- Boost immune system: The immune system (suppressed during pregnancy) can be boosted by having two spoons of sunflower seed butter containing vitamin E. This helps in building the red blood cells of the fetus.
- Control Cholesterol: Since cholesterol levels soar during pregnancy as well as breastfeeding, sprinkling ground flaxseeds on cereals and salads can help in controlling the levels of cholesterol, thus keeping various heart diseases at bay.
- Calcium: Calcium is needed during pregnancy for easing the muscle contractions as well as proper functioning of the nerves. Adequate levels of calcium are found in milk, yogurt, cheese, sardines and salmon.
Minimise morning sickness:
Morning sickness is most common in the early stages of pregnancy but sadly it’s not always limited to the morning! Help minimise the effects by:
- Eating little and often, basing meals and snacks on starchy foods like whole wheat atta, multi grain bread, brown rice, porridge, plain biscuits, crisp-breads, oatcakes, pasta, rice or potatoes.
- Minimising fatty foods which are harder to digest.
- Choosing quick and easy recipes which need little preparation.
- Keeping a couple of plain biscuits beside your bed – it can help to nibble on one before you get up. If you wish to discuss about any specific problem, you can consult a Dietitian/Nutritionist.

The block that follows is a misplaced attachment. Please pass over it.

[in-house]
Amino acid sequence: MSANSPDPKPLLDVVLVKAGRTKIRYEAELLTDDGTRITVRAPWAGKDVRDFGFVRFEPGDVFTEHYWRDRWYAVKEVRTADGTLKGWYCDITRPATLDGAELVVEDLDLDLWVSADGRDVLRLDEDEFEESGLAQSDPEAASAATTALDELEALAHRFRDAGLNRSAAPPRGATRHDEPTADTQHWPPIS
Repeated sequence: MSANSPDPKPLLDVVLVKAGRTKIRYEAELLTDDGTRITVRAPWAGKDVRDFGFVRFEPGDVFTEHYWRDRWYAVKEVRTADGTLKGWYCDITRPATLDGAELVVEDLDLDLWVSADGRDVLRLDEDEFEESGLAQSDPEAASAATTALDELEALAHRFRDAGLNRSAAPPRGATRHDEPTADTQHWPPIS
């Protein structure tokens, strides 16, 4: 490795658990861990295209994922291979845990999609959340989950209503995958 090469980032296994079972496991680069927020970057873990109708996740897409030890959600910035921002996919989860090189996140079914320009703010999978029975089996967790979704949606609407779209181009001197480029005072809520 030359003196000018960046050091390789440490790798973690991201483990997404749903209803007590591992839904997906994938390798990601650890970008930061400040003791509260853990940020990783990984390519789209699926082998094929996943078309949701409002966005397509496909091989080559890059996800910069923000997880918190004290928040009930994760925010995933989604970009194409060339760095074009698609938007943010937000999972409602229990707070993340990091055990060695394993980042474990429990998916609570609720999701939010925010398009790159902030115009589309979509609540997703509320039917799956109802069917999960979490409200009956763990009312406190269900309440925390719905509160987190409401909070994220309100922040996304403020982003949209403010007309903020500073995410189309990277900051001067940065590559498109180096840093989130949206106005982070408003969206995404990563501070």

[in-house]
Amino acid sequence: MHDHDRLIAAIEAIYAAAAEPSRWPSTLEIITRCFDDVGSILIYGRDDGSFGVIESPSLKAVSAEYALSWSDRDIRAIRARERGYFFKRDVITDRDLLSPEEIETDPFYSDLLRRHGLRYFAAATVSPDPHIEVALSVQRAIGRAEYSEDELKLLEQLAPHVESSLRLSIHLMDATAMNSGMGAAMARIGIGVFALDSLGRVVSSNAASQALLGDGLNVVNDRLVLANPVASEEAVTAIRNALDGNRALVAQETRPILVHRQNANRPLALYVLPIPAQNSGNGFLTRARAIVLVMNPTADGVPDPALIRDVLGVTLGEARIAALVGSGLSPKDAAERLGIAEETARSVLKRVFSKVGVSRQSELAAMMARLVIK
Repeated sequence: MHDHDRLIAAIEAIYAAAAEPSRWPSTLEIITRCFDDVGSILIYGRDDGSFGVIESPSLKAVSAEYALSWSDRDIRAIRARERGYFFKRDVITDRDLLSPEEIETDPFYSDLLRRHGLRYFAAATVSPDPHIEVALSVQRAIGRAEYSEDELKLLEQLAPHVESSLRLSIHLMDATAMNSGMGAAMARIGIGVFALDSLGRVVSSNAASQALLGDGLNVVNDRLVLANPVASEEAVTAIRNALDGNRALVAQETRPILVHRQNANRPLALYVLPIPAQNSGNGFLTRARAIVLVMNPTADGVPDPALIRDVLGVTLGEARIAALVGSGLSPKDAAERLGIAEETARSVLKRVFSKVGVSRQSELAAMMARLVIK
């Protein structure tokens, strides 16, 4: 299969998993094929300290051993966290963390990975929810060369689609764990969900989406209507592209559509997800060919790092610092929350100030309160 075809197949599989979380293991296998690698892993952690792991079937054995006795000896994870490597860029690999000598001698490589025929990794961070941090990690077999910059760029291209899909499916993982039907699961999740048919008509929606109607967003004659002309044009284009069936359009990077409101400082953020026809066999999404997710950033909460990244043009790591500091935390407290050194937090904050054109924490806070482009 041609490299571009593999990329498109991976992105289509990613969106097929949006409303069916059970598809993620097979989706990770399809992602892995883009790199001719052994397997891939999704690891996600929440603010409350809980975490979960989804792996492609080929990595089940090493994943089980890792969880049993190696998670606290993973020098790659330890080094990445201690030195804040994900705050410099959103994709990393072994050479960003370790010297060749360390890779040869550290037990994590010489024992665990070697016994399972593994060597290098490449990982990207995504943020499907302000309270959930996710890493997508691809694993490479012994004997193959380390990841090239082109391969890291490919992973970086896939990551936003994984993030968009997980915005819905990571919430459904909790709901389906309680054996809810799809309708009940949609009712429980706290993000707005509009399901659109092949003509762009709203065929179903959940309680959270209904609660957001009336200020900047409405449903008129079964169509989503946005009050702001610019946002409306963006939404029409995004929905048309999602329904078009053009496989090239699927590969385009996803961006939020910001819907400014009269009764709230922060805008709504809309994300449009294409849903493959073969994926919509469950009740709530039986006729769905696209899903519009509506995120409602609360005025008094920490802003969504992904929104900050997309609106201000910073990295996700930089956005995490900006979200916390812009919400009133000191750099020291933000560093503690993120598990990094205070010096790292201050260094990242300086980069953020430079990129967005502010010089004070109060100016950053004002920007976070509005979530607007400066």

Resp. Mam my wife is pregnant her LMP was 24 of oct now a days she is feeling very hungry rather than before pregnancy. She feel hungry very much she take meal bt after half an hour she feels same .kindly suggest me what I do.
I am 13 week pregnant. How much water should I take this time. Please help me with your valuable advice.
Hello. Me and my wife both love to do oral sex as a foreplay. But after 1 - 2 mint after I start ,I feel salty taste some fluid. She also feel it on me and she even take inside while sucking .what's that? Is it harmful? How much time we should do oral.
My wife age 26 yrs having hypoechoic sol in her left breast (13mmx13mmx12.5mm). Having no pain. Kindly suggest me the best possible treatment option available.
My daughter has irregular periods ever since they started. Lately she is having periods for as long as 20 days . And after few days the cycle repeats. Bleeding is very low like drops for a week and then good flow for a week. Right now we are giving her pause tablets 500 mg once day to stop the flow. But once we stop it the flow starts again in a day or two. Pls advise what shd i do to settle this problem.